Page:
ASCD’s 2012 Annual Conference and Exhibit Show coming to Philadelphia

ASCD will announce the 2012 Outstanding Young Educator Award (OYEA) winners during the annual conference.

ASCD is pleased to announce their 67th Annual Conference and Exhibit Show, “A Collective Call to Action,” will be held in Philadelphia, Pa., March 24–26.

Reed Timmer, Discovery Education’s chief meteorologist and star of Discovery Channel’s Storm Chasers series, headlines the conference’s opening general session on March 24 with a powerful presentation, “The Science of Extreme Storm Chasing.”  Discovery Education, provider of high-quality, curriculum-based digital content to U.S. schools, is a lead partner for the 2012 Annual Conference and Exhibit Show.  Also during this session, ASCD will announce the 2012 Outstanding Young Educator Award (OYEA) winners. The OYEA program recognizes education leaders under the age of 40 for making a profound difference in the lives of their students.

Other conference highlights include Harvard professor and best-selling author Atul Gawande’s March 25 general session, “The Checklist Manifesto: How to Get Things Right.” During this informative session, Gawande will share a systematic approach to accomplishing and measuring primary goals and will offer educators strategies for balancing mandates, standards, and reform-based assessments. Following this presentation, ASCD will announce the 2012 Vision in Action award-winning school, recognized for schoolwide efforts to ensure that each student is healthy, safe, engaged, supported, and challenged.

Year after year, several thousand educators representing a diverse range of professional roles, countries, and experience levels; leading education experts; hundreds of exhibitors; and journalists and education bloggers turn to ASCD’s Annual Conference and Exhibit Show for an unrivaled, world-class professional development experience. Over the three conference days, attendees will:

  • Explore bold, new directions in designing and sustaining dynamic learning environments.
  • Discover proven ways to expand great expectations and opportunities for all learners.
  • Hear about effective models for redesigning schools for 21st century success.

This year’s conference will include a virtual streaming component intended for off-site attendees and educators interested in viewing select conference sessions live over the Internet or watching them in our archive at a later date. In addition, all nonmembers attending ASCD’s 2012 Annual Conference and Exhibit Show will receive a yearlong complimentary ASCD Basic membership.

On the evening of March 24, ASCD EDge® will sponsor a casual networking opportunity for educators who have turned to social media, specifically Twitter, for professional growth. This ASCD Tweet Up will bring together ASCD authors, important leaders of the online education revolution, the @ASCD Twitter team, attendees who contribute to and follow the Annual Conference conversation online, and those simply interested in expanding their understanding of Twitter as a professional networking and learning tool. The official Twitter hashtag of ASCD’s 2012 Annual Conference is #ascd12.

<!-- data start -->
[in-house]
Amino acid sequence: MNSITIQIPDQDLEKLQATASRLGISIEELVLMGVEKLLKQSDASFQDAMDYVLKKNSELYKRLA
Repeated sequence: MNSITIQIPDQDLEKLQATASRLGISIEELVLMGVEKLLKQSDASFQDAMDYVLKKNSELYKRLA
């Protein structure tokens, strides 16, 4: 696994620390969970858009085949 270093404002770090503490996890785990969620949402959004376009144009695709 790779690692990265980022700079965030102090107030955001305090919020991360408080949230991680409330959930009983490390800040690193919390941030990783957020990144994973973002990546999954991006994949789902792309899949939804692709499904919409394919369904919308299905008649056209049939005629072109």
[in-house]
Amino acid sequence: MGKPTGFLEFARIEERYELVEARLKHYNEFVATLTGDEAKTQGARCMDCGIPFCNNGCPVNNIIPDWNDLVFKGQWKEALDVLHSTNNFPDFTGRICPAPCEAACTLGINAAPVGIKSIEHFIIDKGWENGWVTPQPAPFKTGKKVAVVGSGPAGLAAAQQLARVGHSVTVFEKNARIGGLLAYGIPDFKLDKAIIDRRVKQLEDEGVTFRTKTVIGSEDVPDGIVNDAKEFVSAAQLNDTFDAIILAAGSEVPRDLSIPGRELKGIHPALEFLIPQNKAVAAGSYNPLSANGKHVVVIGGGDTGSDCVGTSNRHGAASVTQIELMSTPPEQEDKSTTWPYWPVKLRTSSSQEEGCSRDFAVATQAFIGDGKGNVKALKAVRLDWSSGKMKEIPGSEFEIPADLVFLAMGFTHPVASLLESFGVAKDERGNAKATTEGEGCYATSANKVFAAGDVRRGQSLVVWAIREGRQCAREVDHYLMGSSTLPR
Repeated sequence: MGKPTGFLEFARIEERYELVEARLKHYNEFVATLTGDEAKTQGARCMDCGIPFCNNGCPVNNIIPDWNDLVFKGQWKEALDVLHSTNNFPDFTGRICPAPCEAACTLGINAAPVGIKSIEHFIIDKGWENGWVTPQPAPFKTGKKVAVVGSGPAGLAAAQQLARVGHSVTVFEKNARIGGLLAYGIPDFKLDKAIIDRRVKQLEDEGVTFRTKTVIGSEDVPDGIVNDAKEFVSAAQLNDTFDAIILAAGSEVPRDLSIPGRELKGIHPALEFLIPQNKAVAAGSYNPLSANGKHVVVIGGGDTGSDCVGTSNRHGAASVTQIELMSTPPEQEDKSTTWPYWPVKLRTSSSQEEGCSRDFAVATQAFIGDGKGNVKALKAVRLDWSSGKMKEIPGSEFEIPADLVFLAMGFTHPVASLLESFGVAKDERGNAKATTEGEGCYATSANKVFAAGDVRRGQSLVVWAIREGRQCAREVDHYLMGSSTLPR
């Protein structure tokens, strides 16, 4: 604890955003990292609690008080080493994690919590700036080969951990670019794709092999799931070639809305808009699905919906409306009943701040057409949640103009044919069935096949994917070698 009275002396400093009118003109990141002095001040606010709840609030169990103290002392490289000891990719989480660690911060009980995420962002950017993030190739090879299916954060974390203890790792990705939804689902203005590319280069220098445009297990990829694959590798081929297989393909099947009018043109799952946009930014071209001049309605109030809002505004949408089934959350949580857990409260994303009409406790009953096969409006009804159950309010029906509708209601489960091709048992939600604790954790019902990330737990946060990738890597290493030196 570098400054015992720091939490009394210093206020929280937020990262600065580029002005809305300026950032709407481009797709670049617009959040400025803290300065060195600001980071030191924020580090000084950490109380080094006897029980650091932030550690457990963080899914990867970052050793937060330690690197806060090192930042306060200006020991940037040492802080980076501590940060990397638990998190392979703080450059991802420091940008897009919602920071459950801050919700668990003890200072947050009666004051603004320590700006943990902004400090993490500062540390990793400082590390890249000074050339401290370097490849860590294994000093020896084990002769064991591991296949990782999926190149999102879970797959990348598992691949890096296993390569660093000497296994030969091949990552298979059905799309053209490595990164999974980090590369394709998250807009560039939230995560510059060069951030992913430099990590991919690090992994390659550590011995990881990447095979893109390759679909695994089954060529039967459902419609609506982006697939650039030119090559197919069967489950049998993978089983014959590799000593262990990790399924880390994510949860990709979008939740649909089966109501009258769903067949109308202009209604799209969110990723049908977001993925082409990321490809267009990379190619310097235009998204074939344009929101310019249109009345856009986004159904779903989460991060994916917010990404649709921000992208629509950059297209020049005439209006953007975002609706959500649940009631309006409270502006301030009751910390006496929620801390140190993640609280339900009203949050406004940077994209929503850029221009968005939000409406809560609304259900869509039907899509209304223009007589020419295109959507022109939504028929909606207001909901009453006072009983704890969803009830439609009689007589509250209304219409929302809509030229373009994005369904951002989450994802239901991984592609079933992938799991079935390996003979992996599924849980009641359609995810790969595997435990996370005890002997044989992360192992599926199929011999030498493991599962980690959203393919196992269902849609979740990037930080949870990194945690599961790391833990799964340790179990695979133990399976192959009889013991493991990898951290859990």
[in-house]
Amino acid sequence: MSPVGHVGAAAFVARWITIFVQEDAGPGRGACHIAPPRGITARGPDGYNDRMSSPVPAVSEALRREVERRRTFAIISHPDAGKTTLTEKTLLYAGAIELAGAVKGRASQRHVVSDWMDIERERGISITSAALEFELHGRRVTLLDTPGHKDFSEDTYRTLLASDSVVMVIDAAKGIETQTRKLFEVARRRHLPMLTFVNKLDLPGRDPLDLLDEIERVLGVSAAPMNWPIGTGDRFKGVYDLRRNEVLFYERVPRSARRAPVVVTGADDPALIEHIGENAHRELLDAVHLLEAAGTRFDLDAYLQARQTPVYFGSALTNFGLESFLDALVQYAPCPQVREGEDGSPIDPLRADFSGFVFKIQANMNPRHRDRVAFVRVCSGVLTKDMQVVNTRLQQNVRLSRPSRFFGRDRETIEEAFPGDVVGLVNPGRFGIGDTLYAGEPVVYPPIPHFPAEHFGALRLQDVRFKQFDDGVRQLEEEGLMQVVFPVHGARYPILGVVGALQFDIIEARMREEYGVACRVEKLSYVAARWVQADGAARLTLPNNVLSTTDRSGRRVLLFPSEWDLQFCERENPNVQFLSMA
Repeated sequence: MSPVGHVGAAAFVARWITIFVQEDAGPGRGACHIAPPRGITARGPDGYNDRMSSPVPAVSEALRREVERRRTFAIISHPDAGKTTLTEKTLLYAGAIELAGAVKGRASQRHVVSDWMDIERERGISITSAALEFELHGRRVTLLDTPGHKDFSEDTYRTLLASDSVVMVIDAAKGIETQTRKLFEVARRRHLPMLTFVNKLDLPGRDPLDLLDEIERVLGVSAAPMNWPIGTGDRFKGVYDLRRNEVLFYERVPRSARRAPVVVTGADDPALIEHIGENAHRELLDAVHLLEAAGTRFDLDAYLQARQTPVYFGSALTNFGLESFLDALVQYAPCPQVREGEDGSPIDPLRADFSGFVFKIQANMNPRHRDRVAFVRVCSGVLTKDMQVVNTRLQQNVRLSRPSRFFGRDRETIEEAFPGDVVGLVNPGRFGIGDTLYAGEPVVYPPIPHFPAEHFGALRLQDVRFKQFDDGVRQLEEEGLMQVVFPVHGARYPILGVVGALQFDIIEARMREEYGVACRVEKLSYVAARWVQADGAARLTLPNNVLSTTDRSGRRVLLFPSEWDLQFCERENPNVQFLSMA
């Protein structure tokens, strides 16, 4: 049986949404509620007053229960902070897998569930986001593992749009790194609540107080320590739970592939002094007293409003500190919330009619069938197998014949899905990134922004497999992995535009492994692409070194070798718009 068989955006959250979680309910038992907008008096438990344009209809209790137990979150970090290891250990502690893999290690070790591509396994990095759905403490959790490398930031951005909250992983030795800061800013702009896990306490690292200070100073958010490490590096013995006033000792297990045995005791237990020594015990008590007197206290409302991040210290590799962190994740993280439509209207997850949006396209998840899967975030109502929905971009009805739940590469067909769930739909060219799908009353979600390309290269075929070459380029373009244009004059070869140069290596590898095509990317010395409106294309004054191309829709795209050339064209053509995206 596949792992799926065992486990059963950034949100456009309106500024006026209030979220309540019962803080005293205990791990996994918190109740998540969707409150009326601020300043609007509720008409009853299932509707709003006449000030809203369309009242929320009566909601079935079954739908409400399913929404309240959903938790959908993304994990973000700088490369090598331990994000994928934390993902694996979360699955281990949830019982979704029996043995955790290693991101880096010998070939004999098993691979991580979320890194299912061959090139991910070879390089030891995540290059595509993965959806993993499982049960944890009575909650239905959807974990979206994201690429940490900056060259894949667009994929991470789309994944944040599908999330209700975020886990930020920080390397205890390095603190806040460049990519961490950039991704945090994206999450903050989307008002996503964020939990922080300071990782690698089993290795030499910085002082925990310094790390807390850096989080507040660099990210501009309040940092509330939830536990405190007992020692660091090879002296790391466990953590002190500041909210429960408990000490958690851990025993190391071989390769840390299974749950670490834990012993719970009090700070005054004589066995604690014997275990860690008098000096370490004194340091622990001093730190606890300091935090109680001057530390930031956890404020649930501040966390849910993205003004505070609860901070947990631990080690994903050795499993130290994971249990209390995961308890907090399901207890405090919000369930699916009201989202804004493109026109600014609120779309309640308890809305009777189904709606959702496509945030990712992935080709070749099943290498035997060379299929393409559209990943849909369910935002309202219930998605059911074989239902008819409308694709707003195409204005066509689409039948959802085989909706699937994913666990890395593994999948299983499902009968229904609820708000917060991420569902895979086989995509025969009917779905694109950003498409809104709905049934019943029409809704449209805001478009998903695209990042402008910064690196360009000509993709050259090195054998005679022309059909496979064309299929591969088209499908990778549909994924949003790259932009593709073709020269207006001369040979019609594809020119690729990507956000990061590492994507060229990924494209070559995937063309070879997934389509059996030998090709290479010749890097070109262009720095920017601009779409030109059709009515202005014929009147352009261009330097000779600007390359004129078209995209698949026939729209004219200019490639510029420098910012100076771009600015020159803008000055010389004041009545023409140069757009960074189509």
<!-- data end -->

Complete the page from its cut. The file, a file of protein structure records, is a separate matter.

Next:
To preview the event lineup or to register, visit the Annual Conference and Exhibit Show website. To learn more about ASCD and the benefits associated with becoming an ASCD member, visit


State to let parents play role in teachers’ pay

Parents across Idaho will now play a role in whether or not their child’s teacher gets a raise, the Associated Press reports. Teacher bonuses in more than two dozen school districts statewide will depend to some degree on how well they can engage parents throughout the year, as part of new education changes signed into law earlier this year. The laws championed by public schools chief Tom Luna carry sweeping changes for Idaho’s public schools that include phasing in laptops for high school teachers and students, while requiring online courses…

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Want to earn more money? Study STEM.

My colleague Peter Whoriskey, a math major, made a big splash last spring with a story that cited groundbreaking research by Georgetown University economist Anthony Carnevale. He showed that STEM majors earned up to 50 percent more over their lifetimes than humanities majors earned, Daniel de Vise for the Washington Post. Carnevale sent me some new charts last week that take the argument further. Math-science majors can earn more than humanities majors even with a lesser degree. Carnevale believes the economy has shifted over the past 30 years to reward academic fields over educational attainment. In other words: It doesn’t matter how long you have studied; it matters what you study…

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Watch: It’s 9:30 A.M…time for lunch!

Who hasn’t had their share of cold pizza for breakfast? But for high school students across Florida, their 9:30 a.m. meal is no makeshift breakfast from last night’s leftovers–it’s lunch time, the Huffington Post reports. At least 60 schools in Florida have received waivers from the Florida Department of Education to bypass a federal mandate requiring schools to serve lunch between 10 a.m. and 2 p.m.–so they can offer the midday meal as early as 8:30 to 9:30 a.m. And the cafeteria doesn’t serve breakfast food for “lunch” at the early hour–offerings are the same as if students were eating in the middle of the day: burgers, fries, taco salads, barbecue subs, pepperoni and cheese sandwiches…